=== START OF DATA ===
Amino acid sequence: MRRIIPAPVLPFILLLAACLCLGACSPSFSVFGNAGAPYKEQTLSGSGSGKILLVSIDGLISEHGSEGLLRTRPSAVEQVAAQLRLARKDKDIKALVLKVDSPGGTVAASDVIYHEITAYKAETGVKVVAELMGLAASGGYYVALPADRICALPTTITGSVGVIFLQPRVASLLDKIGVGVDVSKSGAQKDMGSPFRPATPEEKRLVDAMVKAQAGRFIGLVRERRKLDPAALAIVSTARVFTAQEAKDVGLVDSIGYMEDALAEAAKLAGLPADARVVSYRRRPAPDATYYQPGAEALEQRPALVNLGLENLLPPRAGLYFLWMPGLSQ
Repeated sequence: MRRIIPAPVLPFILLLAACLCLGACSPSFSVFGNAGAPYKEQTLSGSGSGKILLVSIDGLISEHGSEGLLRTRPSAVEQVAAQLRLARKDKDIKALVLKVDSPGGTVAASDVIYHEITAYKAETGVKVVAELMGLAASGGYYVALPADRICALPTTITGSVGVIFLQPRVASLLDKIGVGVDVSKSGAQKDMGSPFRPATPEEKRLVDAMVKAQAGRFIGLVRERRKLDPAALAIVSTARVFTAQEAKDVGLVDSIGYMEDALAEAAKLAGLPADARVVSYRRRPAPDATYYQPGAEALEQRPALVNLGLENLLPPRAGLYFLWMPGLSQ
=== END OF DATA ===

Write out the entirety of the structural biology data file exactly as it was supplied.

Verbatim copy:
Amino acid sequence: MRRIIPAPVLPFILLLAACLCLGACSPSFSVFGNAGAPYKEQTLSGSGSGKILLVSIDGLISEHGSEGLLRTRPSAVEQVAAQLRLARKDKDIKALVLKVDSPGGTVAASDVIYHEITAYKAETGVKVVAELMGLAASGGYYVALPADRICALPTTITGSVGVIFLQPRVASLLDKIGVGVDVSKSGAQKDMGSPFRPATPEEKRLVDAMVKAQAGRFIGLVRERRKLDPAALAIVSTARVFTAQEAKDVGLVDSIGYMEDALAEAAKLAGLPADARVVSYRRRPAPDATYYQPGAEALEQRPALVNLGLENLLPPRAGLYFLWMPGLSQ
Repeated sequence: MRRIIPAPVLPFILLLAACLCLGACSPSFSVFGNAGAPYKEQTLSGSGSGKILLVSIDGLISEHGSEGLLRTRPSAVEQVAAQLRLARKDKDIKALVLKVDSPGGTVAASDVIYHEITAYKAETGVKVVAELMGLAASGGYYVALPADRICALPTTITGSVGVIFLQPRVASLLDKIGVGVDVSKSGAQKDMGSPFRPATPEEKRLVDAMVKAQAGRFIGLVRERRKLDPAALAIVSTARVFTAQEAKDVGLVDSIGYMEDALAEAAKLAGLPADARVVSYRRRPAPDATYYQPGAEALEQRPALVNLGLENLLPPRAGLYFLWMPGLSQ